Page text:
October / November 2019 - Vol.106

 people holding
                  crosses together in prayer
The Disciples’ Prayer
by Bob Tedesco

Over the years there have been enough discussions about whether it’s the Lord’s Prayer or the disciples’ prayer. I am not sure how the ancient Aramaic would have translated; but in English, all the pronouns are presented as plural, and that implies something corporate. It also seems to invite praying it together. Jesus created the prayer, and in that sense, it is his. But the words he used are more appropriate for the disciples, hence the title of this article…which supports the focus of this book. However, reigniting this discussion is not the purpose of this article, and we will call it the Lord’s Prayer in deference to Christian tradition.

It is also worth noting that as a rote prayer it takes about twenty seconds to recite and maybe two or three minutes to sing. It seems strange that a request, “Lord teach us to pray”, would be answered with a twenty second prayer or a three-minute song. These men had watched Jesus go off alone in order to pray for long hours or perhaps even overnight. It seems as though he got energy, inspiration and insight for the next day’s work from the time spent with his Father in prayer. It’s probably the case that the disciples wanted that result from prayer, but they did not know how to go about it. As we examine it we find some interesting points to ponder…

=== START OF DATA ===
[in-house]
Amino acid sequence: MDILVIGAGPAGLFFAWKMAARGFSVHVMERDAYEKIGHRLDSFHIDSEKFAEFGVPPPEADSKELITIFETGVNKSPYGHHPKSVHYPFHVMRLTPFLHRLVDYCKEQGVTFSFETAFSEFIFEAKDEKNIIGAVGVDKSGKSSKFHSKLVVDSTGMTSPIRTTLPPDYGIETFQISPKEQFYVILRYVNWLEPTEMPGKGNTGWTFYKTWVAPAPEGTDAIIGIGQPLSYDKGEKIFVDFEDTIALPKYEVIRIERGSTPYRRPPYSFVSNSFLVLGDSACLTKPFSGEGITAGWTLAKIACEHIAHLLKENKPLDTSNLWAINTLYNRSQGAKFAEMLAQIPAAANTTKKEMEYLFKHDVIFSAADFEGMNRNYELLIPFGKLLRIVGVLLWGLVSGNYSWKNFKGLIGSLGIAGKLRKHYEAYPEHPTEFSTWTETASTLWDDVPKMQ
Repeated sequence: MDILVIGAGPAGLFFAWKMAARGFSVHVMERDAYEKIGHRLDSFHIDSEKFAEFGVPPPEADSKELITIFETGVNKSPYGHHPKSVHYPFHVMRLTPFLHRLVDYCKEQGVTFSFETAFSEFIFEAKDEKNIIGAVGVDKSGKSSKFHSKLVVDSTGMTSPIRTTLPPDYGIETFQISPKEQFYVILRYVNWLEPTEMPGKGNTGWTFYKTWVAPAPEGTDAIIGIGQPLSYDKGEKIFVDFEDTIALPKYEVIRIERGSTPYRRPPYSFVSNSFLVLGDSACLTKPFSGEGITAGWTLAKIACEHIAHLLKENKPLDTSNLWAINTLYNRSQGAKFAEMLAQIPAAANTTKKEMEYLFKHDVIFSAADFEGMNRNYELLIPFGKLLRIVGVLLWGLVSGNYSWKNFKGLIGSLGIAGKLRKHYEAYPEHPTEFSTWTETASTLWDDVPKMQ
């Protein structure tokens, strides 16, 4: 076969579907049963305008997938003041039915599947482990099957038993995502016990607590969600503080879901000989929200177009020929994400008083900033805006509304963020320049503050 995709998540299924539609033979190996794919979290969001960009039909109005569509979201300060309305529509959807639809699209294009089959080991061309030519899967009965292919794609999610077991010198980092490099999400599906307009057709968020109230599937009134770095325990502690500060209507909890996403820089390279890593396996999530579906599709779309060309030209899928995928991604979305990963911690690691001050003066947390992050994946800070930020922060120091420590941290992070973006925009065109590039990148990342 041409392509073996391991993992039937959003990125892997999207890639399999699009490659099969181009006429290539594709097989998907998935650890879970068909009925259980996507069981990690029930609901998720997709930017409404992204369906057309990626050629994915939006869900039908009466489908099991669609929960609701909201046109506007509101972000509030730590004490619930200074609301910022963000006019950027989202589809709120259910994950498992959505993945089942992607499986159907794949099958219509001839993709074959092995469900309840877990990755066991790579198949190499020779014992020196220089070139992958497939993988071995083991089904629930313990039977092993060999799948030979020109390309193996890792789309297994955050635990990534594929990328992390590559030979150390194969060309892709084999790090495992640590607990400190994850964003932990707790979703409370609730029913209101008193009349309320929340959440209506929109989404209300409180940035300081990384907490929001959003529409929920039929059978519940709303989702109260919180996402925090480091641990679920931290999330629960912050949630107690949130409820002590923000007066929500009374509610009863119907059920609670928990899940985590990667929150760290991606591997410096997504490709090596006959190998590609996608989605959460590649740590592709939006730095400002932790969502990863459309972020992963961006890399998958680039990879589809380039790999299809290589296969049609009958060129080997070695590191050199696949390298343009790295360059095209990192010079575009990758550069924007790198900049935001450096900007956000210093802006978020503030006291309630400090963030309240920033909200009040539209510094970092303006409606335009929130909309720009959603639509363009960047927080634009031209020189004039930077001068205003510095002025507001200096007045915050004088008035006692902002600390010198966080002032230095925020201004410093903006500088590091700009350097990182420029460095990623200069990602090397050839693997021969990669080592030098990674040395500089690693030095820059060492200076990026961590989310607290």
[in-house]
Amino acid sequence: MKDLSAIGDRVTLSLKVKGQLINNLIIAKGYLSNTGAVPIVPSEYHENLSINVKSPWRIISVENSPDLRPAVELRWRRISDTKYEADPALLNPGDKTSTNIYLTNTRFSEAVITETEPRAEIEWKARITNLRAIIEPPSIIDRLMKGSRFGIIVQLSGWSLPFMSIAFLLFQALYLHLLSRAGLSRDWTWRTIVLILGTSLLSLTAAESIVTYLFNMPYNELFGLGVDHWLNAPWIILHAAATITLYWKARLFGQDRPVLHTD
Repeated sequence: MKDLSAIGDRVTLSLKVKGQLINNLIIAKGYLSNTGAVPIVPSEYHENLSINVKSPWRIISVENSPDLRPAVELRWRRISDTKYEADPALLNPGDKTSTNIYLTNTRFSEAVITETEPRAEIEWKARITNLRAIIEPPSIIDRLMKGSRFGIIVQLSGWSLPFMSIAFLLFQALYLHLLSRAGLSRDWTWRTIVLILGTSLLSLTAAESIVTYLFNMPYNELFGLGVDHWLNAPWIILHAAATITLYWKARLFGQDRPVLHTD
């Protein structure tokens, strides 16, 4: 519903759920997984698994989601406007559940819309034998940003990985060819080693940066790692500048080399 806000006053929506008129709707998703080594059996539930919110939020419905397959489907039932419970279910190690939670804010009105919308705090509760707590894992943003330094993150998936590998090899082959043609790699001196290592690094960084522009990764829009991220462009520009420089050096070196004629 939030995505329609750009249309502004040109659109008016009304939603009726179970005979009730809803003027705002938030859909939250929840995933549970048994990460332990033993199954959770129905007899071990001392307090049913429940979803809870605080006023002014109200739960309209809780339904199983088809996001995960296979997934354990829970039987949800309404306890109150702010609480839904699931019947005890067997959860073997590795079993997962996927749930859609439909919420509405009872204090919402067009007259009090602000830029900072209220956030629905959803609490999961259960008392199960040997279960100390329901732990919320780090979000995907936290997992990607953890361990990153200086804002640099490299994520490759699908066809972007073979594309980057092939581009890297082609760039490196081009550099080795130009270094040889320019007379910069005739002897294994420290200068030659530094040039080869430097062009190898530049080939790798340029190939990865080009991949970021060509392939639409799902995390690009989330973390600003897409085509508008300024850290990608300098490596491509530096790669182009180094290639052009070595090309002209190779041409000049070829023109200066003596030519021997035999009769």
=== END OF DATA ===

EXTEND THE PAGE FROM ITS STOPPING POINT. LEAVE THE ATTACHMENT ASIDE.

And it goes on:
The prayer can be seen in two parts: part number one has a focus on the Lord and part number two addresses our needs and concerns. So, God and man…a pattern seen in the Ten Commandments. *
*[And in the Two Great Commandments - Matthew 22:37-40]

The prayer can also be seen as a set of seven petitions: three addressing our relationship with the Lord and four which address our relationship with the Body of Christ, the church. Another interesting point is that many of the phrases can have similarities seen in traditional Jewish prayers. For example, “Our Father, who art in heaven” is a common phrase at the beginning of Hebrew prayers.1